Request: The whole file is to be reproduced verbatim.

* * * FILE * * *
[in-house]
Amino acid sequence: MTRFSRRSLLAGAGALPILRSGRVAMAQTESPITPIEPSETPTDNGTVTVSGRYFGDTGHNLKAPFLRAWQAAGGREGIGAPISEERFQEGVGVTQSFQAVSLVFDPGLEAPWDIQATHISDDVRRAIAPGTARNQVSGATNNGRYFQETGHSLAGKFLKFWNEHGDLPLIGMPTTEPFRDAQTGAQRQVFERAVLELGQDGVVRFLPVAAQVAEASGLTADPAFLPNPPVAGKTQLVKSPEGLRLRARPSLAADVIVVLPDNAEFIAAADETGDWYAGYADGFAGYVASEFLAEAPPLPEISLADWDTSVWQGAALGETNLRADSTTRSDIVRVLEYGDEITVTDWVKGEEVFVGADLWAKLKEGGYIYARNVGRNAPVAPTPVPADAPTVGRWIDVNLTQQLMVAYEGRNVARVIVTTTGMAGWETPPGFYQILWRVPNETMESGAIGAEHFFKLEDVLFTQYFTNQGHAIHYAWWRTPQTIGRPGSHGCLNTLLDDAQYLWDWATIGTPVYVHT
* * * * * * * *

[in-house]
Amino acid sequence: MTRFSRRSLLAGAGALPILRSGRVAMAQTESPITPIEPSETPTDNGTVTVSGRYFGDTGHNLKAPFLRAWQAAGGREGIGAPISEERFQEGVGVTQSFQAVSLVFDPGLEAPWDIQATHISDDVRRAIAPGTARNQVSGATNNGRYFQETGHSLAGKFLKFWNEHGDLPLIGMPTTEPFRDAQTGAQRQVFERAVLELGQDGVVRFLPVAAQVAEASGLTADPAFLPNPPVAGKTQLVKSPEGLRLRARPSLAADVIVVLPDNAEFIAAADETGDWYAGYADGFAGYVASEFLAEAPPLPEISLADWDTSVWQGAALGETNLRADSTTRSDIVRVLEYGDEITVTDWVKGEEVFVGADLWAKLKEGGYIYARNVGRNAPVAPTPVPADAPTVGRWIDVNLTQQLMVAYEGRNVARVIVTTTGMAGWETPPGFYQILWRVPNETMESGAIGAEHFFKLEDVLFTQYFTNQGHAIHYAWWRTPQTIGRPGSHGCLNTLLDDAQYLWDWATIGTPVYVHT